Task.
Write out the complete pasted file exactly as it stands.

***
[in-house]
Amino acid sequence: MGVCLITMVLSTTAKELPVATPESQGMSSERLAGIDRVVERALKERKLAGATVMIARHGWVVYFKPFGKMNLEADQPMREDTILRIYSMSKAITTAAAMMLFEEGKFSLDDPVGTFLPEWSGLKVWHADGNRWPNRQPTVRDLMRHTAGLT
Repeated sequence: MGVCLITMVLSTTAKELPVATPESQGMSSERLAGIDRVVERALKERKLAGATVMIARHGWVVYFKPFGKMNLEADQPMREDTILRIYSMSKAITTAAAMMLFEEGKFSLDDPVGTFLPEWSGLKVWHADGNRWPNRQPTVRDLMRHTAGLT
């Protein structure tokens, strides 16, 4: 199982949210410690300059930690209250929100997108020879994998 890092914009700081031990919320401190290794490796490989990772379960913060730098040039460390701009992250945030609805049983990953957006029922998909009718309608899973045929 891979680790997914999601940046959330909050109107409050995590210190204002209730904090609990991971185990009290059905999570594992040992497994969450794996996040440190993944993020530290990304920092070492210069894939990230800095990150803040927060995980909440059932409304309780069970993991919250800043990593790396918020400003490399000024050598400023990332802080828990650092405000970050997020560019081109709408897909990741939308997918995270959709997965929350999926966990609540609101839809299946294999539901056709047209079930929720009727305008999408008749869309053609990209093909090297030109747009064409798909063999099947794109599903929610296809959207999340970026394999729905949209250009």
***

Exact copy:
[in-house]
Amino acid sequence: MGVCLITMVLSTTAKELPVATPESQGMSSERLAGIDRVVERALKERKLAGATVMIARHGWVVYFKPFGKMNLEADQPMREDTILRIYSMSKAITTAAAMMLFEEGKFSLDDPVGTFLPEWSGLKVWHADGNRWPNRQPTVRDLMRHTAGLT
Repeated sequence: MGVCLITMVLSTTAKELPVATPESQGMSSERLAGIDRVVERALKERKLAGATVMIARHGWVVYFKPFGKMNLEADQPMREDTILRIYSMSKAITTAAAMMLFEEGKFSLDDPVGTFLPEWSGLKVWHADGNRWPNRQPTVRDLMRHTAGLT
């Protein structure tokens, strides 16, 4: 199982949210410690300059930690209250929100997108020879994998 890092914009700081031990919320401190290794490796490989990772379960913060730098040039460390701009992250945030609805049983990953957006029922998909009718309608899973045929 891979680790997914999601940046959330909050109107409050995590210190204002209730904090609990991971185990009290059905999570594992040992497994969450794996996040440190993944993020530290990304920092070492210069894939990230800095990150803040927060995980909440059932409304309780069970993991919250800043990593790396918020400003490399000024050598400023990332802080828990650092405000970050997020560019081109709408897909990741939308997918995270959709997965929350999926966990609540609101839809299946294999539901056709047209079930929720009727305008999408008749869309053609990209093909090297030109747009064409798909063999099947794109599903929610296809959207999340970026394999729905949209250009």